Fearing the Future: The Corporate Press Makes the Case for Being Saved
Corporate media are in a state of severe business shock, it seems—layoffs at newspapers large and small, due to advertising revenue drying up and readers ceasing to pay for a printed copy of a newspaper that they can usually read for free online. The state of the press has generated an enormous amount of attention in the press itself, with journalists and pundits offering any number of plans to "save" dying newspapers. Congressional hearings on the state of the media suggest that lawmakers are worried about what might happen next. And most of the commentary about the media business paints the situation as dire.
The news is "grim and grimmer by the day," wrote New York Times media reporter David Carr (5/4/09). "Journalism is collapsing, and with it comes the most serious threat in our lifetimes to self-government and the rule of law as it has been understood here in the United States," argued John Nichols and Robert McChesney in the Nation (3/18/09). A Time magazine cover story by former editor Walter Isaacson (2/5/09) was headlined "How to Save Your Newspaper."
Others are less certain that things are that bad. Veteran reporter and industry analyst John Morton, for example, wrote in the American Journalism Review (12/08-1/09) that profit margins at most papers were actually still healthy; looking at publicly reported earnings data for newspaper operations (excluding non-newspaper properties and some one-time costs and write-downs), Morton saw revenue declines of about 11 percent in the first three quarters of 2008—but a profit margin of about 11 percent as well. As Morton pointed out, this would be a healthy profit in most industries—just not in the newspaper world, where in 2002 average profit margins were about 22 percent.
As Morton and others have pointed out (e.g., the Washington Post's Walter Pincus-Columbia Journalism Review, 5-6/09), some of the most dramatic stories involve big-city papers whose parent companies have overextended themselves, saddled with the debts from their new owners' takeovers or purchases of other properties at inflated prices. When real-estate mogul Sam Zell purchased the Tribune Co. in December 2007, for example, he gave the already-indebted media chain an additional $8 billion in fresh IOUs (Business Week, 7/30/08).
Morton's analysis is echoed by the industry itself. The Newspaper Association of America trade group took out full-page advertisements headlined "The Reality About Newspapers" that sought to debunk the sky-is-falling rhetoric, noting (among other things) that subscription declines across the board have been relatively small (7 percent since 2002).
In a lecture at the University of Kentucky (4/1/08), former newspaper editor John Carroll recalled his tenure at the Lexington Herald-Leader, which was (like most) a very profitable paper:
We made millions and millions and millions of dollars. Each year we made a bundle, and the next year we'd make even more. I wish I could tell you that this reflects the cleverness of the editor. What it reflected, in truth, was crude pricing power. Advertisers so desperately needed the Herald-Leader that we could jack up advertising rates almost at will. It was something close to a monopoly—not an illegal monopoly, but an amazingly lucrative near-monopoly.
Carroll added: "An economist would say that monopoly is a bad thing and that for a monopoly to crumble is good. In principle I agree, but I sure do miss the easy-money days. We thought they'd go on forever."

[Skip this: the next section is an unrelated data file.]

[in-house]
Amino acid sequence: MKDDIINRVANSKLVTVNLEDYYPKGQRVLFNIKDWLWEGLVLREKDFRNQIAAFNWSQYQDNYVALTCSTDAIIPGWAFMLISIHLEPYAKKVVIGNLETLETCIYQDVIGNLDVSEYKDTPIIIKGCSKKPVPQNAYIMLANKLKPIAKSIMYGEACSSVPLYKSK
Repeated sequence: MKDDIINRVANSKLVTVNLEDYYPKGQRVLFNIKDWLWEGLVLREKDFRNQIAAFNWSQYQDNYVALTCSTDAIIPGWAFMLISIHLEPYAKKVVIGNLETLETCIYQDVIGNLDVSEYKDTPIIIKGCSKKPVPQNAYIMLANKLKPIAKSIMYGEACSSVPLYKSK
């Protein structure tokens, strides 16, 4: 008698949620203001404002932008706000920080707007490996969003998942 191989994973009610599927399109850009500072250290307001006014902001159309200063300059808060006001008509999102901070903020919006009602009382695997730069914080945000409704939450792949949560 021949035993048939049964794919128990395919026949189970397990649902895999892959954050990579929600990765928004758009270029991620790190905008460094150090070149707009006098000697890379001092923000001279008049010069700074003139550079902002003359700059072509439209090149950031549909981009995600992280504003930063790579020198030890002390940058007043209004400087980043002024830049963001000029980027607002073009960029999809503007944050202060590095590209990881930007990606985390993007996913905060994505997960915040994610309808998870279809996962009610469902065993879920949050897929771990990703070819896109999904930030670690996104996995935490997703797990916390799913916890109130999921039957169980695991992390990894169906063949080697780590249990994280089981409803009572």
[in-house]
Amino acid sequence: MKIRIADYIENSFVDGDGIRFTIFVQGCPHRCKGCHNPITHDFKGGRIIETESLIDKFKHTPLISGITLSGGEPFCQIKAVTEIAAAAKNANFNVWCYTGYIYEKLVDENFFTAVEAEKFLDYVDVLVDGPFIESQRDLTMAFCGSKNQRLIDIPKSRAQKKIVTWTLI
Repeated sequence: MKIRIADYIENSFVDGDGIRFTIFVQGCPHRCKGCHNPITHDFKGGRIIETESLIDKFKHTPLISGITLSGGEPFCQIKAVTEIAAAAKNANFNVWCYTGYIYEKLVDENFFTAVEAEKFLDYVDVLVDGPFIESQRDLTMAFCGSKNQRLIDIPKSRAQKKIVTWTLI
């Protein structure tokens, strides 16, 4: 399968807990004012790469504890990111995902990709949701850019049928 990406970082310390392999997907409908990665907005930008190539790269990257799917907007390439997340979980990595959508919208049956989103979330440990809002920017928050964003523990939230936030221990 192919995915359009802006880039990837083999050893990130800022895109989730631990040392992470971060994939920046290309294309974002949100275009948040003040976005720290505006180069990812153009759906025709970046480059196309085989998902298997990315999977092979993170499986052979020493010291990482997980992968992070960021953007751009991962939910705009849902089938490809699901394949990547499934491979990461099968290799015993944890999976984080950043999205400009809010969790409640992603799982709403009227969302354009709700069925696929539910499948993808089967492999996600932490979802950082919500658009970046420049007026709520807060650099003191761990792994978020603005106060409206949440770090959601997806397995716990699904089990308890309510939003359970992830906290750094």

Many reporters and commentators seem unable to imagine journalism without newspapers, but are unable to articulate precisely what it is about them that is not transferable to other formats. "Thinking about a federal government in full frolic engorged by stimulus money without a robust Washington Post is not a pleasant prospect," wrote Carr (New York Times, 5/4/09)—without explaining why robust online reporting couldn't fill that role. ProPublica, for example, features careful reporting on the various Wall Street bailouts, which involve larger sums of public money.
Likewise, former NBC anchor Tom Brokaw told a group of Minnesota journalists (Poynter Online, 5/15/09): "If any of [the most important] events were left simply to the bloggers or to people who Twitter or the radio talk hosts of America, how informed would the world be if that were the case?" Brokaw seemed unduly confident that his listeners would understand that people who read Glenn Greenwald, Juan Cole or Talking Points Memo, or listen to Amy Goodman, are necessarily less informed than those who get their news from, say, NBC Nightly News.
In questioning whether a much smaller Boston Globe would be able to do strong investigative reporting of important local institutions like the Catholic Church, the Washington Post's Howard Kurtz (5/11/09) mused: "Newspaper folks may have an inflated view of their self-importance, but what they do has an impact beyond their readers and advertisers. Local TV isn't likely to expose a crooked mayor, as the Detroit Free Press did. Bloggers aren't going to reveal secret CIA prisons."
But why not? It was the bloggers at Talking Points Memo (1/12/07), after all, who first exposed the Bush administration's politically motivated firings of Justice Department prosecutors—winning a Polk Award for their scoop (New York Times, 2/25/08). And the Washington Post didn't exactly reveal the CIA's secret prisons, either; it disclosed their existence, but kept their locations a secret at the request of the Bush administration (Extra!, 5-6/06).
Journalists are not wrong to think that the field of journalism has a unique social value. But as many in the corporate press are understandably focused on whether their particular jobs will be saved, these folks may be exactly the wrong people to explain what's going to happen to the media business.